Probiotics for Composition-Health?
Building an Ecology of Memoir Writing and Blended Learning
Julie Daoud, Ph.D., Thomas More College, Department of English

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The myriad of contrasts between the Information Age classroom and the Industrial Age classroom offer woefully inadequate and overly-simplified explanations for the apparent “disconnect” between teachers and students.  The theory about generational differences is, of course, plausible.  While today’s students pack slender Kindles, I-pads and X-Boxes into their cross-chest satchels, I recall the days when I trekked across the campus of my own alma mater. My gait was that of a tipped-hump camel as I lugged cumbersome English anthologies, a stainless-steel thermos of coffee, and a pouch of multi-sided die and ample graph paper to provide entry into the medieval adventure supplied by the first edition of Dungeons and Dragons.  Needless to say, I could never have imagined the transformation of the requisite school supplies (or, more aptly, personal academic “luxury-items”) that mark the shift from the era of education presided over by the likes of Terrel Bell and William Bennett to the era administered by Arne Duncan.

Into my forties, now, I find myself actively resisting the observation that there are inherent learning differences unique to what many have appointed the “millenials.”   (Admittedly, students today seem more likely to be sipping on venti, five-pump, iced-chai lattes while toting virtual bazookas against the pixilated backdrop of Grand Theft Auto than students of yore.) But rather than pay heed to the pedagogical treatises that admonish veteran faculty to “mind the gap” between digital natives (them) and the digital immigrants (us), I find that there are innovations in teaching first-year composition that have less to do with refitting our teaching for “smart” classrooms or long-distance learning courses than with identifying and implementing course readings that yield discussions and debate about contemporary “hot-button” issues: sustainability, systemic poverty, border control, neocolonial practices of multinational corporations, genetic modification, and 21st century genocide, to name a few.  I have long believed that what matters most is what we teach--not how technologically we teach—in our attempts to find common ground with our students and to invigorate their interest in learning.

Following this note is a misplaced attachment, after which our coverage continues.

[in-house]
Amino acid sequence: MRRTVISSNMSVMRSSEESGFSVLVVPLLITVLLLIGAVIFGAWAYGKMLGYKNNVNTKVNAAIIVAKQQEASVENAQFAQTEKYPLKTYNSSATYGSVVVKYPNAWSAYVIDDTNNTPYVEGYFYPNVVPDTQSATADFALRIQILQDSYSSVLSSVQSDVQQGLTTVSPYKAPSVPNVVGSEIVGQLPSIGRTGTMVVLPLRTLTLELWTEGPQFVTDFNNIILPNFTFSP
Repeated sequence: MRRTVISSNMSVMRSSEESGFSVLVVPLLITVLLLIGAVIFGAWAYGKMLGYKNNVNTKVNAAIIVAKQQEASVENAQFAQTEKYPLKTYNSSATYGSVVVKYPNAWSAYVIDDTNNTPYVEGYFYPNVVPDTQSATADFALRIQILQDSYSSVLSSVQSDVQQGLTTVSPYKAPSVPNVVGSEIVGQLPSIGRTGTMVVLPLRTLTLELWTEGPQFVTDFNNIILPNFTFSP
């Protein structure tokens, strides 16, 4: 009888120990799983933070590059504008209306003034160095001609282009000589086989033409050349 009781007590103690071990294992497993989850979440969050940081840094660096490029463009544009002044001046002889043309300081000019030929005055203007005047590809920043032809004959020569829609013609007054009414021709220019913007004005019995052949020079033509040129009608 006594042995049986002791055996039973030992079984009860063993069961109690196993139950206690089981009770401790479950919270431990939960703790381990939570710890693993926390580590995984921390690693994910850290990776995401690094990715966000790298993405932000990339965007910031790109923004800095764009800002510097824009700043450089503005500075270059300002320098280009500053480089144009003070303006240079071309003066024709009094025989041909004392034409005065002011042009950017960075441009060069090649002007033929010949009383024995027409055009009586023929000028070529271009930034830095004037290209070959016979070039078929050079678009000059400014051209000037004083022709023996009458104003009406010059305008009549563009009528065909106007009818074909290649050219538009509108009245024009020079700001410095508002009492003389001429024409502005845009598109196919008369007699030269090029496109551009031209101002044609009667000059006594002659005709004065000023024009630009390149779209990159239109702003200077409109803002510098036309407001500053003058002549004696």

But this valuation is not to suggest that I am an all-out proponent of “teaching naked.”  I recognize that technologies can and do play a role in the construction of knowledge.  But I am wary of the integration of technology “for its own sake.” A hybrid composition classroom—one that blends relevant emerging technology with conventional teaching practices (e.g. emphasis on the rhetorical triangle, the modes of discourse, or socratic questioning) may prove effective—yet only if the course readings resonate with students.  The study of literature and writing, as Marjorie Garber contends in The Use and Abuse of Literature, is to galvanize students to ask questions.  She writes, “Poems and novels do not have answers that are immutably true; they do not themselves constitute a realm of knowledge production.  Instead, they raise questions, they provoke thought, they produce ideas and generate arguments, they give rise to more poems and more novels” (28).  Like Garber then, I believe, that good texts are those with the potential to solicit engagement and/or provocation in order to help facilitate qualitative reflection that may lead to critical thinking and writing.

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